South Korean President Mon Jae-in will embark on a tour to the U.S. on Sunday to attend the UN General Assembly, which will take place in New York. The president originally considered his absence from this year’s UN General Assembly but has chosen to visit New York instead based on judgment that positive developments have been made for negotiations over North Korea’s nuclear weapons. During his five-day tour to the U.S. Moon will hold a summit with U.S. President Donald Trump, and deliver a keynote speech at the UN General Assembly. Pundits carefully foresee the possibility of a summit between South Korea and Japan on the sidelines of the UN General Assembly.
“The government considered a plan for Prime Minister Lee Nak-yeon or Foreign Affairs Minister Kang Kyung-hwa to attend this year’s UN General Assembly, but President Moon has decided on his participation by himself,” a source at the presidential office said on Sunday. “A summit between Seoul and Washington has been agreed upon with the White House, and detailed plans are being coordinated.” It is the first time in three months that Seoul and Washington will hold a summit since their last meeting in Seoul late June.
President Moon had been considering his absence from this year’s UN General Assembly since little progress has been made in talks over North Korea’s denuclearization since the Seoul-Pyongyang-Washington summit at Panmunjom in June, while Seoul-Tokyo ties have been at their lowest point. However, the president decided to attend the UN General Assembly in the wake of sudden changes in the mood and environment surrounding talks over Pyongyang’s denuclearization. North Korean first vice minister of foreign affairs Choi Sun Hee’s remarks that “We have an intention to hold dialogue face to face with the U.S.” on Monday last week, and President Trump’s sacking of his hawkish national security adviser John Bolton. “Through a summit with President Trump, President Moon intends to reopen negotiations over the North’s denuclearization through the top-down method once more,” a source in the ruling party in Seoul said.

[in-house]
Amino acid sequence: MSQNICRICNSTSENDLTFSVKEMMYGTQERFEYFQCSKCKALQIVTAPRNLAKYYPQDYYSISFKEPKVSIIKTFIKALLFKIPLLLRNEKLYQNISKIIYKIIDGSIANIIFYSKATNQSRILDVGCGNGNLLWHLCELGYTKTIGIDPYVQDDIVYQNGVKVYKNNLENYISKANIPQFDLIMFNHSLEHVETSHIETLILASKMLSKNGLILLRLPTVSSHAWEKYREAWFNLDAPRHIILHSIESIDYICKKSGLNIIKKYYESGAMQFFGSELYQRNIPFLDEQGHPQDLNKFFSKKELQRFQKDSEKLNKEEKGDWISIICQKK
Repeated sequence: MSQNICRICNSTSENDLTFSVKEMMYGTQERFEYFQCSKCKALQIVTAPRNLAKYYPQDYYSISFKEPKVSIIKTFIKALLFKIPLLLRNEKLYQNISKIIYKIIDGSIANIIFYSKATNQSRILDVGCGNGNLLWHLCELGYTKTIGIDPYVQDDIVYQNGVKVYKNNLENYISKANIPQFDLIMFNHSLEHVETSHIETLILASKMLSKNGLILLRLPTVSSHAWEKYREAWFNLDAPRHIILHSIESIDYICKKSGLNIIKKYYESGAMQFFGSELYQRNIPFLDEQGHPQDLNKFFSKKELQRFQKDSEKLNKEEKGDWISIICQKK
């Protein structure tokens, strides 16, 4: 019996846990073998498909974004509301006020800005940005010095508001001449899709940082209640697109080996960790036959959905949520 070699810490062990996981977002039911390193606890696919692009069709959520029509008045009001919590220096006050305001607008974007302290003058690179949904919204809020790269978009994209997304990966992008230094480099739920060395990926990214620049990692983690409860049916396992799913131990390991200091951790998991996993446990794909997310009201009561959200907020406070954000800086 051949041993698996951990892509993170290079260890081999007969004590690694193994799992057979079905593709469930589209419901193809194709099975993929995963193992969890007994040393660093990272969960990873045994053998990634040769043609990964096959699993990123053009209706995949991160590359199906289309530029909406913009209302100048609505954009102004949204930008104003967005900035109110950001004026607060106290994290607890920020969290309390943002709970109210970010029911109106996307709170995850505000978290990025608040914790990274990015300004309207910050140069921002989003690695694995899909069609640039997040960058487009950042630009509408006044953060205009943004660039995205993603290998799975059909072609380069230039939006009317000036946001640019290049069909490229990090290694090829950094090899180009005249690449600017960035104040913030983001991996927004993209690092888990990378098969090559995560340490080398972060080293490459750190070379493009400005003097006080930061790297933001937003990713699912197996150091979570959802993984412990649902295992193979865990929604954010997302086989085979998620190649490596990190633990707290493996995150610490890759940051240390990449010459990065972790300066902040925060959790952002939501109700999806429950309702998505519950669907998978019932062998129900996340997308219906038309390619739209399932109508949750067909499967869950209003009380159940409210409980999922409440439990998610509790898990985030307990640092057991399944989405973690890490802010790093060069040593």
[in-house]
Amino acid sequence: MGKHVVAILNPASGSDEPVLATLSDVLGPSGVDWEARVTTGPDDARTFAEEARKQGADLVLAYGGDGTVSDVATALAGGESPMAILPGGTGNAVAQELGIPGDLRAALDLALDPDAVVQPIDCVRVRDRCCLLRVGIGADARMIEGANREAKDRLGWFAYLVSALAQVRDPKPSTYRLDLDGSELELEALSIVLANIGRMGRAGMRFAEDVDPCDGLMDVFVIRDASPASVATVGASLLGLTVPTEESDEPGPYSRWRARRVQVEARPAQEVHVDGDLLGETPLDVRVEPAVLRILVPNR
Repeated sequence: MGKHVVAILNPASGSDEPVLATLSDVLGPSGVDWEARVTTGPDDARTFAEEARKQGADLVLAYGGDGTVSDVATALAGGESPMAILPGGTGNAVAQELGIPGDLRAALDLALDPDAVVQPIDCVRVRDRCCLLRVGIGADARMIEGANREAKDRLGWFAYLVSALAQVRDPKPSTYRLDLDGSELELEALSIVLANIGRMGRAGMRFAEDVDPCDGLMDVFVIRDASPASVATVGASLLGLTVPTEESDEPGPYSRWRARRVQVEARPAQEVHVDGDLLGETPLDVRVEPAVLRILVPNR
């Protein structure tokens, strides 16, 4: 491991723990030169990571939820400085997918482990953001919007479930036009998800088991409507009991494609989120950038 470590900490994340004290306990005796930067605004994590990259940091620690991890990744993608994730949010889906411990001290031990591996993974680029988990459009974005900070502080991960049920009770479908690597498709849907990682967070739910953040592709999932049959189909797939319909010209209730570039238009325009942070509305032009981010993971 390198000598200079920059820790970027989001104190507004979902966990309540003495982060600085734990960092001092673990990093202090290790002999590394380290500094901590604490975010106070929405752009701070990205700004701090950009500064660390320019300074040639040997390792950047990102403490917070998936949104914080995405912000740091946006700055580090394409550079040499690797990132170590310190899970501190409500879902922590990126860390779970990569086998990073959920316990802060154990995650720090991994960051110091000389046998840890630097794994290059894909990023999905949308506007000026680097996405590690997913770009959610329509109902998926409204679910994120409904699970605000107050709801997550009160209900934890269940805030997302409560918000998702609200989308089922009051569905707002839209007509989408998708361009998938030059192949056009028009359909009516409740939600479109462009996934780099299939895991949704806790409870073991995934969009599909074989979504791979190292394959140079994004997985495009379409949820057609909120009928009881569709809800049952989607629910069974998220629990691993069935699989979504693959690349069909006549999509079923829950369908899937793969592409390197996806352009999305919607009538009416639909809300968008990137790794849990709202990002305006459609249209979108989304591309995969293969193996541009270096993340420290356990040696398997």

The upcoming Seoul-Washington summit will be President Moon’s ninth meeting with the U.S. leader since his inauguration. The two leaders are expected to discuss about not only Pyongyang’s denuclearization, but also South Korea’s sharing of defense costs for the upkeep of U.S. troops in South Korea and Seoul’s withdrawal from the General Security of Military Information Agreement with Tokyo, among other hot button issues.
Sang-Jun Han email@example.com